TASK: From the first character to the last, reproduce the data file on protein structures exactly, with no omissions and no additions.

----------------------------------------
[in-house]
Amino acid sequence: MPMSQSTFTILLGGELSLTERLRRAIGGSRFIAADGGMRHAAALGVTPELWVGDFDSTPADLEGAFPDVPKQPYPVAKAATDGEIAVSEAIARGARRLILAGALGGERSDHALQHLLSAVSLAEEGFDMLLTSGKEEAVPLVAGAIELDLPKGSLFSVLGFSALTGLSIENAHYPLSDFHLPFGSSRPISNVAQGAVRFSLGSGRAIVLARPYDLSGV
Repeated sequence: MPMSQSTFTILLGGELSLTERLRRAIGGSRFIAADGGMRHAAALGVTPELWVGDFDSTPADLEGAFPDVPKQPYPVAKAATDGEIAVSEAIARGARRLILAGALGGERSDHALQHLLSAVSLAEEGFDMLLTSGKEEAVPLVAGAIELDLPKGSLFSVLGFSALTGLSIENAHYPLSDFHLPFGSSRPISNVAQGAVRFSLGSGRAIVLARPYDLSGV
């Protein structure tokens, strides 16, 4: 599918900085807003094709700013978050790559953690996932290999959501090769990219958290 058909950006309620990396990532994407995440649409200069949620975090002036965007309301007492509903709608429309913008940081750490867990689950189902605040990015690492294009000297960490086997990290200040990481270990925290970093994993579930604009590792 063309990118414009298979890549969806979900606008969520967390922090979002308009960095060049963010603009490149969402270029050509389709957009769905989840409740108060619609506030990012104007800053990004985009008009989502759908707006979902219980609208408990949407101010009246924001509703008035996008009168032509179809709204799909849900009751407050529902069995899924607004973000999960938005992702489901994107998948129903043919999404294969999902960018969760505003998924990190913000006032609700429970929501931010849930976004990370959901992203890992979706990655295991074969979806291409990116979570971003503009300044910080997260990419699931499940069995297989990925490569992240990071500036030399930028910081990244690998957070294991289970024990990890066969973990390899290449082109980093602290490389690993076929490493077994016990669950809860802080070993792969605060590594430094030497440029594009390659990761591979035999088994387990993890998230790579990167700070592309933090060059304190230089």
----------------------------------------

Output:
[in-house]
Amino acid sequence: MPMSQSTFTILLGGELSLTERLRRAIGGSRFIAADGGMRHAAALGVTPELWVGDFDSTPADLEGAFPDVPKQPYPVAKAATDGEIAVSEAIARGARRLILAGALGGERSDHALQHLLSAVSLAEEGFDMLLTSGKEEAVPLVAGAIELDLPKGSLFSVLGFSALTGLSIENAHYPLSDFHLPFGSSRPISNVAQGAVRFSLGSGRAIVLARPYDLSGV
Repeated sequence: MPMSQSTFTILLGGELSLTERLRRAIGGSRFIAADGGMRHAAALGVTPELWVGDFDSTPADLEGAFPDVPKQPYPVAKAATDGEIAVSEAIARGARRLILAGALGGERSDHALQHLLSAVSLAEEGFDMLLTSGKEEAVPLVAGAIELDLPKGSLFSVLGFSALTGLSIENAHYPLSDFHLPFGSSRPISNVAQGAVRFSLGSGRAIVLARPYDLSGV
């Protein structure tokens, strides 16, 4: 599918900085807003094709700013978050790559953690996932290999959501090769990219958290 058909950006309620990396990532994407995440649409200069949620975090002036965007309301007492509903709608429309913008940081750490867990689950189902605040990015690492294009000297960490086997990290200040990481270990925290970093994993579930604009590792 063309990118414009298979890549969806979900606008969520967390922090979002308009960095060049963010603009490149969402270029050509389709957009769905989840409740108060619609506030990012104007800053990004985009008009989502759908707006979902219980609208408990949407101010009246924001509703008035996008009168032509179809709204799909849900009751407050529902069995899924607004973000999960938005992702489901994107998948129903043919999404294969999902960018969760505003998924990190913000006032609700429970929501931010849930976004990370959901992203890992979706990655295991074969979806291409990116979570971003503009300044910080997260990419699931499940069995297989990925490569992240990071500036030399930028910081990244690998957070294991289970024990990890066969973990390899290449082109980093602290490389690993076929490493077994016990669950809860802080070993792969605060590594430094030497440029594009390659990761591979035999088994387990993890998230790579990167700070592309933090060059304190230089």